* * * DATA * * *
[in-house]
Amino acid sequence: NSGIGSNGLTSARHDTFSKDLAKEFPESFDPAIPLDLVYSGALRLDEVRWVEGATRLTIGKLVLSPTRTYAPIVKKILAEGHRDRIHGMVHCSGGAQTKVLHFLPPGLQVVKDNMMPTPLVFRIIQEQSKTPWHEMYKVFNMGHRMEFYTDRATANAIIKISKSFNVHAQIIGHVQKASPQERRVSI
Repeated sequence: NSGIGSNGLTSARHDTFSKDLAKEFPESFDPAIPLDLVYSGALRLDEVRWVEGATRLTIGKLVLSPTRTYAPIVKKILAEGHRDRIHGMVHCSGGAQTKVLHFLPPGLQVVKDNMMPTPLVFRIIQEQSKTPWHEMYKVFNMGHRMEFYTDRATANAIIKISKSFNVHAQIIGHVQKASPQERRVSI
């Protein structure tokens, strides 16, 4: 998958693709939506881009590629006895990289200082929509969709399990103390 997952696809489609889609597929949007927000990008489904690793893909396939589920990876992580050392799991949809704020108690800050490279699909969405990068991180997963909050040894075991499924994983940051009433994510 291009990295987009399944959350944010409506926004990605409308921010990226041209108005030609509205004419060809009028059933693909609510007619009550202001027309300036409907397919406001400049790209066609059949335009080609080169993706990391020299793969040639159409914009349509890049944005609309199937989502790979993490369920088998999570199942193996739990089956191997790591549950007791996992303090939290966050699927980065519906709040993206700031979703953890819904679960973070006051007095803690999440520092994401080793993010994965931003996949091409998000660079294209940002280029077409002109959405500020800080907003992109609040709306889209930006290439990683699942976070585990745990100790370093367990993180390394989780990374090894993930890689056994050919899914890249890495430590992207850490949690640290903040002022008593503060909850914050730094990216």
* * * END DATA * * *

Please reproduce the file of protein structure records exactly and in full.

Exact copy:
[in-house]
Amino acid sequence: NSGIGSNGLTSARHDTFSKDLAKEFPESFDPAIPLDLVYSGALRLDEVRWVEGATRLTIGKLVLSPTRTYAPIVKKILAEGHRDRIHGMVHCSGGAQTKVLHFLPPGLQVVKDNMMPTPLVFRIIQEQSKTPWHEMYKVFNMGHRMEFYTDRATANAIIKISKSFNVHAQIIGHVQKASPQERRVSI
Repeated sequence: NSGIGSNGLTSARHDTFSKDLAKEFPESFDPAIPLDLVYSGALRLDEVRWVEGATRLTIGKLVLSPTRTYAPIVKKILAEGHRDRIHGMVHCSGGAQTKVLHFLPPGLQVVKDNMMPTPLVFRIIQEQSKTPWHEMYKVFNMGHRMEFYTDRATANAIIKISKSFNVHAQIIGHVQKASPQERRVSI
């Protein structure tokens, strides 16, 4: 998958693709939506881009590629006895990289200082929509969709399990103390 997952696809489609889609597929949007927000990008489904690793893909396939589920990876992580050392799991949809704020108690800050490279699909969405990068991180997963909050040894075991499924994983940051009433994510 291009990295987009399944959350944010409506926004990605409308921010990226041209108005030609509205004419060809009028059933693909609510007619009550202001027309300036409907397919406001400049790209066609059949335009080609080169993706990391020299793969040639159409914009349509890049944005609309199937989502790979993490369920088998999570199942193996739990089956191997790591549950007791996992303090939290966050699927980065519906709040993206700031979703953890819904679960973070006051007095803690999440520092994401080793993010994965931003996949091409998000660079294209940002280029077409002109959405500020800080907003992109609040709306889209930006290439990683699942976070585990745990100790370093367990993180390394989780990374090894993930890689056994050919899914890249890495430590992207850490949690640290903040002022008593503060909850914050730094990216």